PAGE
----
A new website will be launched on Tuesday that gives French people of all ages and all language levels the chance to improve their English.

"/> A new website will be launched on Tuesday that gives French people of all ages and all language levels the chance to improve their English.

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EDUCATION

French encouraged to improve English skills

A new website will be launched on Tuesday that gives French people of all ages and all language levels the chance to improve their English.

French encouraged to improve English skills
englishbyyourself.fr, screenshot

Education minister Luc Chatel launched the site at the same time as he proposed new ways to improveOh l language teaching in France.

Named “English By Yourself” the site will adapt content to the level of the user, making it suitable for everyone from beginners to experts.

The site features materials ranging from an animated cartoon called “Où est Tinnie?” to a clip from the latest Daniel Craig hit movie Millennium, based on the books by Swedish author Stieg Larsson.

“The objective is immersion in spoken English,” said Serge Bergamelli, the director general of the distance-learning institute CNED (Centre National d’Enseignement à Distance).

He said there would be “different resources, audio, video, articles so that people can practice the language regularly.”

“Whether you need English for business, to work in tourism or for your own trip, the videos and resources on offer will change,” he added.

The site has been set up in partnership with the British Council and mobile phone operator Orange.

A 2006 Eurobarometer report found that 51 percent of French people questioned were confident about being able to have a conversation in a language other than French. This was better than countries including Spain, the UK and Ireland but worse than 18 of their European Union neighbours. 

The same survey found that 38 percent of French people felt confident about having a conversation in English with Spanish and German the next most popular languages. 

Education minister Luc Chatel also announced the findings of a survey he commissioned on language teaching in France on Tuesday.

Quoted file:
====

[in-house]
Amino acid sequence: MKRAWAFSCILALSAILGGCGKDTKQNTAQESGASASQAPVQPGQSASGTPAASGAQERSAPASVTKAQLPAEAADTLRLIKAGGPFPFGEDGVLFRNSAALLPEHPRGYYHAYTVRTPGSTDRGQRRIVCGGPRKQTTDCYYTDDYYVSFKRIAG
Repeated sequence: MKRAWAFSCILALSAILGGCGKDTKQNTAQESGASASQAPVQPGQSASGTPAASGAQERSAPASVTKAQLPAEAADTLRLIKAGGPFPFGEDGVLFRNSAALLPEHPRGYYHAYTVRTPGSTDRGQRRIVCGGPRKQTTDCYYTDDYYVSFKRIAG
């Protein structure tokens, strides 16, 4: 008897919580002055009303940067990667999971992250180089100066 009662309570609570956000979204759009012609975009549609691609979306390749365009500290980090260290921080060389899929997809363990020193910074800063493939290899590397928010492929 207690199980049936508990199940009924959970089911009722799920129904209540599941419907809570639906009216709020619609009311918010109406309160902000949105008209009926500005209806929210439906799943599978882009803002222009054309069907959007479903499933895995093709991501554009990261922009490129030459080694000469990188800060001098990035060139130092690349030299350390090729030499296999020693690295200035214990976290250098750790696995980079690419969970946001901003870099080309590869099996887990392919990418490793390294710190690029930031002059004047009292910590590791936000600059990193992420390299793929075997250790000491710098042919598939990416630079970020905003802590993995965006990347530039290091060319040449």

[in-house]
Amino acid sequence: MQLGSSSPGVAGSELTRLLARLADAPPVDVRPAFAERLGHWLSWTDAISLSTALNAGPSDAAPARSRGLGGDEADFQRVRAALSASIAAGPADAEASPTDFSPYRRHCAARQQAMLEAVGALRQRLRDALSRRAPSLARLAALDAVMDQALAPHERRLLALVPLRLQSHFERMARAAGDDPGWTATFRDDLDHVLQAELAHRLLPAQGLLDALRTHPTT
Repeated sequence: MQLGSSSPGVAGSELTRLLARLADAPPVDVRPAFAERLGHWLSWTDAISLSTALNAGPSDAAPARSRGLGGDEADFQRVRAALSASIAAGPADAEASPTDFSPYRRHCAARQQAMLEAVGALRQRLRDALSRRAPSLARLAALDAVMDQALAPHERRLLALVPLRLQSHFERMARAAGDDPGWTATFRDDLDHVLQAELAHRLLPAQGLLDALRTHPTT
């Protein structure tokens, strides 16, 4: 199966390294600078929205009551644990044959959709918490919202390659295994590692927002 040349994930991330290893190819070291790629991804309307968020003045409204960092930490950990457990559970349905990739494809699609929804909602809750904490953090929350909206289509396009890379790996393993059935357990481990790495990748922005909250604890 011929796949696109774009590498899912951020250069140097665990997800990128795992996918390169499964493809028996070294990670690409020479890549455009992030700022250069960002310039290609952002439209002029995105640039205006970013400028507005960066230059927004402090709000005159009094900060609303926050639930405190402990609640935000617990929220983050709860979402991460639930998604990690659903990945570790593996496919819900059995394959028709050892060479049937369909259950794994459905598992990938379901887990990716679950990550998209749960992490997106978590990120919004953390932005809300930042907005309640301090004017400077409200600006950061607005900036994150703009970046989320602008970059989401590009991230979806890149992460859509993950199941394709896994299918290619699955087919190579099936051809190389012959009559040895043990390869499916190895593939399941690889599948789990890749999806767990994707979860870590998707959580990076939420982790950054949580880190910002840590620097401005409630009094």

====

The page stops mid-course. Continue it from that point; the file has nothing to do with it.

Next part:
The report recommends that languages should be taught from primary school and more provision should be made for students to spend time studying in other countries.

 

 


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EDUCATION

Schools to close as French teachers strike over Covid rules

Around three-quarters of French teachers plan to go on strike onThursday to protest the government's shifting rules on Covid testing for students, forcing the closure of half the country's primary schools, a union said Tuesday.

Schools to close as French teachers strike over Covid rules
Photo: Fred Tanneau/AFP

The strike led by the Snuipp-FSU union, the largest among primary school teachers, comes after the latest of several changes on testing and isolation requirements for potential Covid cases announced by Prime Minister Jean Castex late Monday.

After seeing long lines of parents outside pharmacies and labs in recent days to test children in classes where a case was detected, Castex said home tests could now be used to determine if a student could return to school.

But teachers say class disruptions have become unmanageable with the spread of the highly contagious Omicron coronavirus variant.

“Students cannot learn properly because attendance varies wildly, and a hybrid of in-house and distance learning is impossible to put in place,” the Snuipp-FSU said, adding that absent teachers are not being replaced.

It is also demanding the government provide facemasks for staff, including the more protective FFP2 masks, and CO2 monitors to check if classrooms are sufficiently ventilated.

“Not only does the current protocol not protect students, staff or their families, it has completely disorganised schools,” the union said, claiming that classes have effectively been turned into “daycare centres.”

Education Minister Jean-Michel Blanquer has said the government is doing everything possible to avoid outright school closures that could cause havoc for parents and jeopardise learning for thousands, especially those in low-income families.

“I know there is a lot of fatigue, of anxiety… but you don’t go on strike against a virus,” Blanquer told BFM television on Tuesday.

As of Monday some 10,000 classes had been shut nationwide because of Covid cases, representing around two percent of all primary school classes, Blanquer said.

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